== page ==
chimes.sum2013.web0729 - page 26

Rev. Dr. James Noel and family.
SFTS CHIMES | Summer 2013
By Rachel Howard
he Rev. Dr. James Noel meets
San Francisco Theological
Seminary’s call for commu-
nity service through an unexpected
avenue—his artistic talent. In addition
to his roles as professor of American
Religion at SFTS, as H. Eugene Far-
lough, Jr. Chair of African American
Christianity, and as pastor of New
Liberation Presbyterian Church, Noel
is also a gifted painter. His vibrant art-
work, which is on display throughout
the SFTS campus, represents a conver-
gence of culture, spirituality, worship,
and community service.
Noel recently forged a partnership
with Marin City’s
The Hannah Proj-
, a nonprofit college and career pre-
paratory program that equips youth
of color and their families to prepare
for college and career success. In an
effort to support the nonprofit’s mis-
sion, Noel and The Hannah Project’s
president and executive director Bet-
tie Hodges organized an exhibition of
Noel’s paintings in Marin City. The
exhibit, titled “The Rhythm of Our
People: Blackness in Three Moods,”
extended from March through April,
raising nearly $3,000 from the sale of
Noel’s art for the nonprofit’s scholar-
ship fund.
Noel is no stranger to the Marin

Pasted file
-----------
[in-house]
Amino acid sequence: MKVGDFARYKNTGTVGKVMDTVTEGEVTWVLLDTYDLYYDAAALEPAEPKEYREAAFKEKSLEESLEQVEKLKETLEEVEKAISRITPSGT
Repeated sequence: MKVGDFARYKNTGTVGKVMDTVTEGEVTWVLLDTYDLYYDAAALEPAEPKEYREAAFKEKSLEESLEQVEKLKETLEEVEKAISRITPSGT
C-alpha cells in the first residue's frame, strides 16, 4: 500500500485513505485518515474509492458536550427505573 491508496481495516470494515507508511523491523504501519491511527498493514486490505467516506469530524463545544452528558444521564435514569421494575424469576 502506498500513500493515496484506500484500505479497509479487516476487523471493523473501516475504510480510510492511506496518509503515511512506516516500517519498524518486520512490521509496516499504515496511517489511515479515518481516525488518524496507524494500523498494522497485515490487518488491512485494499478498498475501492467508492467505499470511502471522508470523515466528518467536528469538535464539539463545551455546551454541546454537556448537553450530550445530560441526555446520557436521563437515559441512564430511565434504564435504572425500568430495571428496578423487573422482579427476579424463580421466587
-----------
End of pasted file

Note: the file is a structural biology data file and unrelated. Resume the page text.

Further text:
City community. A graduate of the
University of California-Berkeley, he
served as pastor of Marin City’s St.
Andrew Presbyterian Church from
1976 to 1987. He also served as the
first chair of the Community Devel-
opment Organization of Marin City,
which developed 40 acres of land into
a shopping center, condominiums
with housing for low-income families,
and a new church building for his St.
Andrew congregation.
While serving as chair of the Com-
munity Development Organization,
Noel reconnected with Hodges, who
subsequently reached out to Noel this
year to see if he would loan some of his
art for a display in celebration of Black
History Month.
Hodges describes the resulting
exhibit as “… a wonderful exhibition
that intuitively captures the pathos
and pain of the African diaspora ex-
perience—and subconsciously depicts
the emotions of a community and a
people hoping to determine its own
destiny.” Hodges says the exhibit,
along with “the reentry of James Noel
into the Marin City community, is
a breath of fresh air, signaling that
change is afoot.... It is a reminder
of the role that faith played among
youthful advocates and a young pas-
tor who believed that we could make
change happen in Marin City.”
SFTS professor James Noel donates
art to benefit local nonprofit
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